- The extent to which an item is capable of being used, or is convenient and practical in use. (Wikipedia)
Usability is one of those areas of web development which is extremely important, extremely obvious when you look at it; and easily overlooked if you’re not actively looking for it. It’s simply the question of whether the site is easy to use. Are the features which are needed present is a common question. From a usability perspective, the question becomes “Are the features which are needed present, easy to find, and easy to understand?”
It’s a subtle difference; but a crucial one.
The fundamentals of usability
When you come right down to it, one of the most basic issues for web usability is whether the interface is similar to interfaces the user has seen before. There are certain standard paradigms of web interface design in how navigation is presented, where it’s located, and what it does. There are expectations formed by thousands of web site interactions which lead users to quickly and easily understand similar interactions. Designers frequently want to “break out of the box” — this is fine, but only as long as they understand and prepare for the risks.
In addition to maintaining a common structural paradigm, usability requires developers to anticipate the user’s needs. To take a basic web site login as an example, good usability requires that the web site:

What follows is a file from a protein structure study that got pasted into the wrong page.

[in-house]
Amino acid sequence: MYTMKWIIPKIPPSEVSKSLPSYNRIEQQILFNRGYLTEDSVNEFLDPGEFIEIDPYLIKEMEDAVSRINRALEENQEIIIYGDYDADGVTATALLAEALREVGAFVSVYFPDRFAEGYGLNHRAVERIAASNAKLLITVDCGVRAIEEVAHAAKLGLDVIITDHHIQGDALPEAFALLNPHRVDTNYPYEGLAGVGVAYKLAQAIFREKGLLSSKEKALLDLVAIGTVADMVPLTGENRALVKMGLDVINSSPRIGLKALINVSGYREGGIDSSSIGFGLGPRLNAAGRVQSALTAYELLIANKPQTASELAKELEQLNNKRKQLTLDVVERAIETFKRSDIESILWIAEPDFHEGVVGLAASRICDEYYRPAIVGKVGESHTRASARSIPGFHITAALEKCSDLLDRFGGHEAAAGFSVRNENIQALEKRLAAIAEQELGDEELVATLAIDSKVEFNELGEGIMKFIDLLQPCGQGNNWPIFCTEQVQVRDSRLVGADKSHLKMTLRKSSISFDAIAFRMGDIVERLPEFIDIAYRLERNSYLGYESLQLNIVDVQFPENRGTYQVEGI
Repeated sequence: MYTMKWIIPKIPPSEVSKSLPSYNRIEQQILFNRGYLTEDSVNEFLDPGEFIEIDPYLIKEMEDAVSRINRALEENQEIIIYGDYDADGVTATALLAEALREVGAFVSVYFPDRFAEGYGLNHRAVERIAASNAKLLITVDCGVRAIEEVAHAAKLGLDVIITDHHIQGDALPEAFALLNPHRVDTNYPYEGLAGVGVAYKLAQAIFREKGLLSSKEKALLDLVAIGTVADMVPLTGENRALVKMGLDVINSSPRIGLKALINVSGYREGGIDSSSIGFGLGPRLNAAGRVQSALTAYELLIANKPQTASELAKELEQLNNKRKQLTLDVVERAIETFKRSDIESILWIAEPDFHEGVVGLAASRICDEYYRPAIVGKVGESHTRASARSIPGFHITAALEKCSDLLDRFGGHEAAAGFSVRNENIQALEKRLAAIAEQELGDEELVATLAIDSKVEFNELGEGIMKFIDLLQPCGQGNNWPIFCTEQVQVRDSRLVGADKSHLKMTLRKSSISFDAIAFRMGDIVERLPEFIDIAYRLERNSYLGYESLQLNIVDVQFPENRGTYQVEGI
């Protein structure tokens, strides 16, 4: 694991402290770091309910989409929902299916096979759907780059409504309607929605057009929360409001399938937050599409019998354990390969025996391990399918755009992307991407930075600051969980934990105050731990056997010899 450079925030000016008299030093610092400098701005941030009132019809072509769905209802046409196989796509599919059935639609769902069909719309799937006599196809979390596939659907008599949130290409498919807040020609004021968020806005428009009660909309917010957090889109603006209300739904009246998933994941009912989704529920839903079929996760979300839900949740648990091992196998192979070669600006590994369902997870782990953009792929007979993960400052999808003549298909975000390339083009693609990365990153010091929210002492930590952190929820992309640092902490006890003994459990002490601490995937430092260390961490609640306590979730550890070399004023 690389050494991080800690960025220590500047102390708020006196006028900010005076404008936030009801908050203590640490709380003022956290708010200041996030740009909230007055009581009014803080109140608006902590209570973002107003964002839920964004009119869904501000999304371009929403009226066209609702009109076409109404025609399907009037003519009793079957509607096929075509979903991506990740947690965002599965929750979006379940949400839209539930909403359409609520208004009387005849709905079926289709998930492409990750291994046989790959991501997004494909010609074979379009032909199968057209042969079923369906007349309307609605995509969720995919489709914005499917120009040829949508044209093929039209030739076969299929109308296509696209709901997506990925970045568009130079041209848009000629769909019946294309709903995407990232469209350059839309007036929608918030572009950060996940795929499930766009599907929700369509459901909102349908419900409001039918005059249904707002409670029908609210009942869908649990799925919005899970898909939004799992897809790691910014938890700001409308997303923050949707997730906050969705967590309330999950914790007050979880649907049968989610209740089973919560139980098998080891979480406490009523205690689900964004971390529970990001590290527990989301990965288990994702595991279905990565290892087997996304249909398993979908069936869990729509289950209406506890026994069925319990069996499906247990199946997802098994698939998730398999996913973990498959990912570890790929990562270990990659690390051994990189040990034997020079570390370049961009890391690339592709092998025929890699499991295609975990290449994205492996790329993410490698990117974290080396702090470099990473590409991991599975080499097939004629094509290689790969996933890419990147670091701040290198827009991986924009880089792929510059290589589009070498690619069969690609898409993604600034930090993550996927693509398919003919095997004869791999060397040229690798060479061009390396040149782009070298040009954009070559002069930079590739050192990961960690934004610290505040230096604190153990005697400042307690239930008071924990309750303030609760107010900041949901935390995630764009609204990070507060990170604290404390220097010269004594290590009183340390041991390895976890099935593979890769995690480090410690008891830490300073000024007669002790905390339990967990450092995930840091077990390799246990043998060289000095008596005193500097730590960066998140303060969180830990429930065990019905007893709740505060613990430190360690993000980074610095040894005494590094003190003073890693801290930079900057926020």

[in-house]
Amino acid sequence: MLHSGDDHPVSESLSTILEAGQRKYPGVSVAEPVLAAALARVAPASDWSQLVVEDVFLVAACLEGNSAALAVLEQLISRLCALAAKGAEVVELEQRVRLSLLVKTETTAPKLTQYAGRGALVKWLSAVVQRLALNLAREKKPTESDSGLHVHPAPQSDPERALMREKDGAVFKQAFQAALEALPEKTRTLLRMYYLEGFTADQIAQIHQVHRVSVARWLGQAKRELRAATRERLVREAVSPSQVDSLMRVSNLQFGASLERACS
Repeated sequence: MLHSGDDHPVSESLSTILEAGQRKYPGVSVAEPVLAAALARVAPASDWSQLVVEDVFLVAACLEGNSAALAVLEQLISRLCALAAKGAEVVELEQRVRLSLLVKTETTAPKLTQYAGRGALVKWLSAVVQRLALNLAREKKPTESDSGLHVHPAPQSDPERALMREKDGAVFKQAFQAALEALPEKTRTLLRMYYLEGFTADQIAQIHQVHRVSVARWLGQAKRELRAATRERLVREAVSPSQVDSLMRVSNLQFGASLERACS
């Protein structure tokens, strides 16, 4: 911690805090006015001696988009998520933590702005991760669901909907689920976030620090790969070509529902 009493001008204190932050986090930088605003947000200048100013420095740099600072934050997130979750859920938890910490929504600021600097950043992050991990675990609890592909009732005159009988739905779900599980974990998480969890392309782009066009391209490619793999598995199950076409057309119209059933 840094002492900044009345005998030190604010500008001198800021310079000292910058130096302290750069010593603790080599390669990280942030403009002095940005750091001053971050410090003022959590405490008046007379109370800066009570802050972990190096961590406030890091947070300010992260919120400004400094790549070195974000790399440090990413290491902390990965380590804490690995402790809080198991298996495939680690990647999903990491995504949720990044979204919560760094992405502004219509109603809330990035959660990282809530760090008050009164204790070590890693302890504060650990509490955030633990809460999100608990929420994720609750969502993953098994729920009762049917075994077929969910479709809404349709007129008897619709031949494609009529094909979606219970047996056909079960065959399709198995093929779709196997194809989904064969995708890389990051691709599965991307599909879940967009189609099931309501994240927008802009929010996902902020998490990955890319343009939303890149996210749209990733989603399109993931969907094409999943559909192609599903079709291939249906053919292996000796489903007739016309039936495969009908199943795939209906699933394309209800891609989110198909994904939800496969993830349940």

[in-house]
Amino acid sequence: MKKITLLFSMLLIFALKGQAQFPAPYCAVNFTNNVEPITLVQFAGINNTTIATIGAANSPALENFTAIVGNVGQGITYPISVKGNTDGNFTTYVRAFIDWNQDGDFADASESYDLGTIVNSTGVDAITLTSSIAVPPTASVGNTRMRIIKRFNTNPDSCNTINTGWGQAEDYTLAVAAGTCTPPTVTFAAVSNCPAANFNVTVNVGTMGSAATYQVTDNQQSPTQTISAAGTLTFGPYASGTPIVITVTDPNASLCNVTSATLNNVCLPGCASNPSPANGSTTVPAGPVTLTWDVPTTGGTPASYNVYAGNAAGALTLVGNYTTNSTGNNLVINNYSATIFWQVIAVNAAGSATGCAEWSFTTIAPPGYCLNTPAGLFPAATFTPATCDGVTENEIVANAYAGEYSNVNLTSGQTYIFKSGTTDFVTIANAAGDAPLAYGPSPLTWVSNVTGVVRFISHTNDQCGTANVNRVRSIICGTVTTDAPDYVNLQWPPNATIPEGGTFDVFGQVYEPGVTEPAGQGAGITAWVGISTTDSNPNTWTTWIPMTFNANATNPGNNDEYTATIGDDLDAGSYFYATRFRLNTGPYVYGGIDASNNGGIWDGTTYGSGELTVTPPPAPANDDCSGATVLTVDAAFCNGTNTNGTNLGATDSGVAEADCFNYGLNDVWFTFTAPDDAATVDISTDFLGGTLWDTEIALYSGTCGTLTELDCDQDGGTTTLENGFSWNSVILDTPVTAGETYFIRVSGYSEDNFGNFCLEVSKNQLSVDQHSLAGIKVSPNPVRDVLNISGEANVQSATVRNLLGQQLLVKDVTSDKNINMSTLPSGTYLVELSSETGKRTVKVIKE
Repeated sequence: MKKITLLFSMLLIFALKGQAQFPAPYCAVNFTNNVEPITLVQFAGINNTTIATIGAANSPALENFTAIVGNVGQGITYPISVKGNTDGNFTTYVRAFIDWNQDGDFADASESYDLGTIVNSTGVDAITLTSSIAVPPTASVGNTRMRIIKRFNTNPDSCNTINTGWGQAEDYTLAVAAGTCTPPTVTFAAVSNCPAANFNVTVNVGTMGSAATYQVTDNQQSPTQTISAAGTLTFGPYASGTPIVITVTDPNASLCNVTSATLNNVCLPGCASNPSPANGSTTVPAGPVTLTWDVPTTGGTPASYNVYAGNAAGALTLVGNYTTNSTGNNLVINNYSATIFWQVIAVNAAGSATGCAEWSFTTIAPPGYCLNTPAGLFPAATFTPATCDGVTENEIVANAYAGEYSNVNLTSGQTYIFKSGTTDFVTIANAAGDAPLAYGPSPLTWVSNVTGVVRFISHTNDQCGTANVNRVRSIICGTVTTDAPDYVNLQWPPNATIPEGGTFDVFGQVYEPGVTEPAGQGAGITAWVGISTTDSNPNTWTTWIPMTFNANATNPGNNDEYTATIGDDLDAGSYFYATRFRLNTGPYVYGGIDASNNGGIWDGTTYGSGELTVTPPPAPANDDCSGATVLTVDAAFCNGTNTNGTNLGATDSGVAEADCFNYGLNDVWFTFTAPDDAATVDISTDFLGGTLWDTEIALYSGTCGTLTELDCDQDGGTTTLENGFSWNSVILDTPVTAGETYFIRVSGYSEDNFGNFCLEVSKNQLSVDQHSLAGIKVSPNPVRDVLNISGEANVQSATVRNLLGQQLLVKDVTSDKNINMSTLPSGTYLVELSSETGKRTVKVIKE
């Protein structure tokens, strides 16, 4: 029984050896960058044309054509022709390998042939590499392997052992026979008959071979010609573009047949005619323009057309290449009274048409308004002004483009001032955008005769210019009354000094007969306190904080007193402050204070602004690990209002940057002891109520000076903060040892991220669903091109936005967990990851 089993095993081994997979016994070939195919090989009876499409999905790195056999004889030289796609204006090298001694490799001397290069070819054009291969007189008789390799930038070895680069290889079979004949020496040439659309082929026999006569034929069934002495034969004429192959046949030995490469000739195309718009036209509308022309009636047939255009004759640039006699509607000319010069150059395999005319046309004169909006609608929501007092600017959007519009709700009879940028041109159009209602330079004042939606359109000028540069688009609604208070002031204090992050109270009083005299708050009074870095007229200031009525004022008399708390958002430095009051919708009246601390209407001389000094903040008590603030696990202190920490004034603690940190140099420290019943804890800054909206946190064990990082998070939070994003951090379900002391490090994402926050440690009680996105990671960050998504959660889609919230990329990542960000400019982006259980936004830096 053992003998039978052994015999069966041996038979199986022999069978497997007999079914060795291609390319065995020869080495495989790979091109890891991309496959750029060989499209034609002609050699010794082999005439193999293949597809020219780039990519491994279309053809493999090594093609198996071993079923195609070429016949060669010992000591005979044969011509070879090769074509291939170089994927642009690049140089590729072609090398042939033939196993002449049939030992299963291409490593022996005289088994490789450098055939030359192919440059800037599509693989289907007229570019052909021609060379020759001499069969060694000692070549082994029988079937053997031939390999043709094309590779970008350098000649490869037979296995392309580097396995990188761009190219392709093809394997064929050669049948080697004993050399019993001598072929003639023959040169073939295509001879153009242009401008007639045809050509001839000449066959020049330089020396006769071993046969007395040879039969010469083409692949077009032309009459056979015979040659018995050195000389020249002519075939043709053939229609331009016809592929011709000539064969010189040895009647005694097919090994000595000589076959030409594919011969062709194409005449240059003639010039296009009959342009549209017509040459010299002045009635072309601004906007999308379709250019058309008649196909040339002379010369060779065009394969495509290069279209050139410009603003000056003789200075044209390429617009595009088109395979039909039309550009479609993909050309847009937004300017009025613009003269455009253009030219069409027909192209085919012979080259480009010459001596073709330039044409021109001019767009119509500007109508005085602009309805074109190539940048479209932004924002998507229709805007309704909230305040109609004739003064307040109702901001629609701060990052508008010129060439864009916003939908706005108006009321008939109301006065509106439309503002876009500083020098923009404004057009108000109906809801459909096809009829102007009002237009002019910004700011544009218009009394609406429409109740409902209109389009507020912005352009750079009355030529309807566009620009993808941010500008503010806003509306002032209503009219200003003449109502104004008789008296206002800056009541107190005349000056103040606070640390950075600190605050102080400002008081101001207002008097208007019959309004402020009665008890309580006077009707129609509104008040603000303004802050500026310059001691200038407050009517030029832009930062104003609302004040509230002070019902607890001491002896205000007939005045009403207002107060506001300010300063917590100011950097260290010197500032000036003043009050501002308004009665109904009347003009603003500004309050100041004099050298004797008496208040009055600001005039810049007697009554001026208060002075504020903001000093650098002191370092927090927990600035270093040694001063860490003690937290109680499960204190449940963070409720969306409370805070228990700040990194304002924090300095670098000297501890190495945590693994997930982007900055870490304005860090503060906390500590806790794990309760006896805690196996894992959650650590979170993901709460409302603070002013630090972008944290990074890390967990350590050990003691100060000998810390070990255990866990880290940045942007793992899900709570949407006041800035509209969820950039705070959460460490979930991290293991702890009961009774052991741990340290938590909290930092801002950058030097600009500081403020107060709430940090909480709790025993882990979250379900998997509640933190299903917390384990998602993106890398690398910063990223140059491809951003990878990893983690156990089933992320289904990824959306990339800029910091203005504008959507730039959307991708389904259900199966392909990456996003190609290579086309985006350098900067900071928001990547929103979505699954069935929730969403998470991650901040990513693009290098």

- Is easy to find.
- Provides easy access to recover lost passwords.
- Provides easy access to recover lost usernames.
- Informs the user of the advantages of registration.
- Provides the option to be remembered; so that they don’t have to log in every time.
- Notifies the user of your use of their private data whether you use it or not.
- Makes it easy for the user to be aware whether they are currently logged in.
- Makes it easy for the user to log out, if they are.
- Gives users the ability to change their registration information, such as registered email address, user name, or password whenever they wish.
These features aren’t absolutely necessary to have a functional registration and log in system: but they will make the system significantly easier to use and more successful for the customer.
Usability also extends to the structure of the page as a whole. Huge, long blocks of text are more difficult to follow and read — breaking them up into sections delineated by headings, lists, and images can make the document as a whole much easier to digest.
Usability is a broad issue for web interface design. But if you’ve ever encountered a web site which consistently frustrated you because information was difficult to find or the navigation structure was obtuse, then you’ve seen what a lack of usability focus can do. One of the greatest challenges with usability is to make every website unique while continuing to exhibit all those common characteristics which users have come to expect. Considering usability throughout the design of your site can make a huge difference in making sure your end product meets everybody’s needs in design and function.
Have something to contribute?